'Organ Crawl' demystifies pipe dreams in Fairfield sanctuaries
Updated 5:10 pm, Tuesday, February 17, 2015
Even though it was called an "Organ Crawl," the music soared Monday as members of a local organ guild and the public trekked to Fairfield churches for an introduction to two imposing -- but different -- musical instruments.
At Our Saviour's Lutheran Church in the Greenfield Hill area, the 10-foot tall, 600-pipe English-style Hutchings-Cooper dates to 1840. The tracker organ has one manual, or keyboard, and sits in an ornate black walnut case in the plain structure that was meant to house a gym, not a place of worship.
By contrast, the new German-made, 2,103-pipe, Klais tracker organ sits in the Romanesque revival sanctuary of First Church Congregational in downtown Fairfield, and stands three-stories tall and has three manuals.
The Lutheran organ's roots can be traced to Boston and served churches in York and York Beach, Maine, for decades before it was disassembled around 1959 and stored in a New Hampshire horse barn. Many of the pipes for the once hand-pumped G compass organ were "rolled up like toothpaste tubes," according to Alice Caldwell, a musicologist and director of music for Our Saviour's Lutheran Church, where the restored instrument has resided since last June. It was a gift to the local church from the congregation of Ascension Lutheran Church in Queens, N.Y., which closed in 2011.
"It was rebuilt (in 1978) using the principles of the organ revival movement. It's full but also bright and clear. When I play hymns for the congregation to sing the texture is clear and the rhythm is distinct. It's a beautiful instrument," Caldwell told the group of 20 people on the Organ Crawl. "It's about as small as an organ can be and still have the sound resources that we need for the music we do in this church," said Caldwell. She played Nicholaus Bruhns' Prelude and Fugue in E minor -- which she performed at the organ dedication ceremony last October -- and two Lutheran hymns before she opened "the bench" to musicians and members of the Greater Bridgeport chapter of the American Guild of Organists on hand for the event.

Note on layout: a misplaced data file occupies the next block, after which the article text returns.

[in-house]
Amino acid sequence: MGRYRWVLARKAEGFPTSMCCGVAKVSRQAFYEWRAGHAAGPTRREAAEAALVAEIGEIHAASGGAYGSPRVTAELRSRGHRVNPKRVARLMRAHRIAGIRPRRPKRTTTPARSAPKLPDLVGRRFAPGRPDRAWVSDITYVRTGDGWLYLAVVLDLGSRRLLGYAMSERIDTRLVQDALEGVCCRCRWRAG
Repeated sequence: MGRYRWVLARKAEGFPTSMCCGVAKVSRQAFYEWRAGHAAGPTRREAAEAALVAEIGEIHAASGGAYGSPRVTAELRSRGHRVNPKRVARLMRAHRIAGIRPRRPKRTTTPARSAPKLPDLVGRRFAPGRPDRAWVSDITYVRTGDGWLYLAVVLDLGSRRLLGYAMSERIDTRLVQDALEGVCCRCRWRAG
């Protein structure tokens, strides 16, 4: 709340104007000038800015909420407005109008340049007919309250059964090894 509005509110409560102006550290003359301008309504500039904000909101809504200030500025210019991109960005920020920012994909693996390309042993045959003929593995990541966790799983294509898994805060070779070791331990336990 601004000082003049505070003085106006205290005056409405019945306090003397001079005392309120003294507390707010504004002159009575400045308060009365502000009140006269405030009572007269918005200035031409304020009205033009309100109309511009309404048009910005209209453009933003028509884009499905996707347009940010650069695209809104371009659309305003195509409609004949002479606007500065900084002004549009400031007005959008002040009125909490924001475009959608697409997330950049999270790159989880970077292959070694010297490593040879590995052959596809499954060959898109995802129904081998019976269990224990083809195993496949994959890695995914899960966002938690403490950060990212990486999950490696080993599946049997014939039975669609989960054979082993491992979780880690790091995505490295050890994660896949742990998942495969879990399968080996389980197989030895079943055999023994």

"It's great to see it has new life. It's nice to see a historic instrument being used to this day," said guild member Rian Grimmer of Shelton, who had a chance to play the organs at both churches. As a bonus, he and others got to play the harpsichord at Our Saviour's Lutheran.
The congregation at Our Saviour's built an alcove to accommodate the 7-by-5-foot organ there and visitors were able to walk behind the organ and view the back.
At First Church, visitors were invited to walk inside the organ chamber to see the inner workings of the instrument that was built using 15th century technology and installed at the historic church in 2010.
Aymeric Dupre la Tour, director of music and organist, told the visitors that the organ was built from slow-growth spruce and he was as enthusiastic in showing guests the grains in the wood in the chamber as he was pointing out the screens of trackers and pure tin pipes. Dupre la Tour also played portions of musical compositions and demonstrated the organ's ability to replicate various orchestral instruments -- flutes, oboes, bassoons, trumpets.
"See how it voices the melody," he said.
Although some of Dupre la Tour's comments seemed to denigrate the new organ, which Klais craftsmen are still adjusting, others mentioned the esoteric nature of such instruments.
"An organ is not a one-size-fits-all instrument," Caldwell said, adding that Dupre la Tour is trying to fine tune the organ to have it suit the acoustics of the First Church sanctuary.
Despite its need to be tweaked it is still a magnificent instrument. David Harris, music director and organist at St. Thomas Aquinas Church, called the Klais organ "incredibly exciting to play."
Dottie Cameron of Milford, sub dean of the organist guild, said she appreciated Caldwell and Dupre la Tour's tremendous understanding of the instrument.